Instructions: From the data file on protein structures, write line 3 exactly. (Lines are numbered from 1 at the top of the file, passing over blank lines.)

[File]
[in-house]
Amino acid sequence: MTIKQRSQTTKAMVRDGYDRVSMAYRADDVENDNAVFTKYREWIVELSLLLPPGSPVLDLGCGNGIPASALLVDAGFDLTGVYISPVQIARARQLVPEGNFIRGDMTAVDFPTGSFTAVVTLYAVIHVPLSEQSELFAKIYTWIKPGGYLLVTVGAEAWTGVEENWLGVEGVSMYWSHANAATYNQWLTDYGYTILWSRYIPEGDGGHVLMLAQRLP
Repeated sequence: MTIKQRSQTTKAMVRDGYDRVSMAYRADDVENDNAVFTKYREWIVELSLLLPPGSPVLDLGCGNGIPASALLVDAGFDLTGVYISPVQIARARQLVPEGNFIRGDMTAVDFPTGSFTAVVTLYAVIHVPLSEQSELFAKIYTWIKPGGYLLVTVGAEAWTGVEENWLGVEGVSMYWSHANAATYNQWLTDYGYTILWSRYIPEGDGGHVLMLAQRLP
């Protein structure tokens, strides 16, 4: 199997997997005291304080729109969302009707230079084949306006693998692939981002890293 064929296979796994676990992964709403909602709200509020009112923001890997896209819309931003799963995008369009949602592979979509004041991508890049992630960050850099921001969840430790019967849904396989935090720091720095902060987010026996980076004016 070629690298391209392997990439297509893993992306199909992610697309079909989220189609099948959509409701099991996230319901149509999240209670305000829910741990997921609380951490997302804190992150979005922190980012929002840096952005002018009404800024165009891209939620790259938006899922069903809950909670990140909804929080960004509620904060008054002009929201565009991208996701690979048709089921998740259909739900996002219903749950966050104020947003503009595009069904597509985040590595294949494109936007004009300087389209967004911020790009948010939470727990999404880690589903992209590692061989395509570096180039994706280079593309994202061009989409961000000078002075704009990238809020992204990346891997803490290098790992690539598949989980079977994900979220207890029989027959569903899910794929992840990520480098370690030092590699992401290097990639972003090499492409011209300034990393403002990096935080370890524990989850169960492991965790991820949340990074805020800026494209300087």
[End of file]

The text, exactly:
Repeated sequence: MTIKQRSQTTKAMVRDGYDRVSMAYRADDVENDNAVFTKYREWIVELSLLLPPGSPVLDLGCGNGIPASALLVDAGFDLTGVYISPVQIARARQLVPEGNFIRGDMTAVDFPTGSFTAVVTLYAVIHVPLSEQSELFAKIYTWIKPGGYLLVTVGAEAWTGVEENWLGVEGVSMYWSHANAATYNQWLTDYGYTILWSRYIPEGDGGHVLMLAQRLP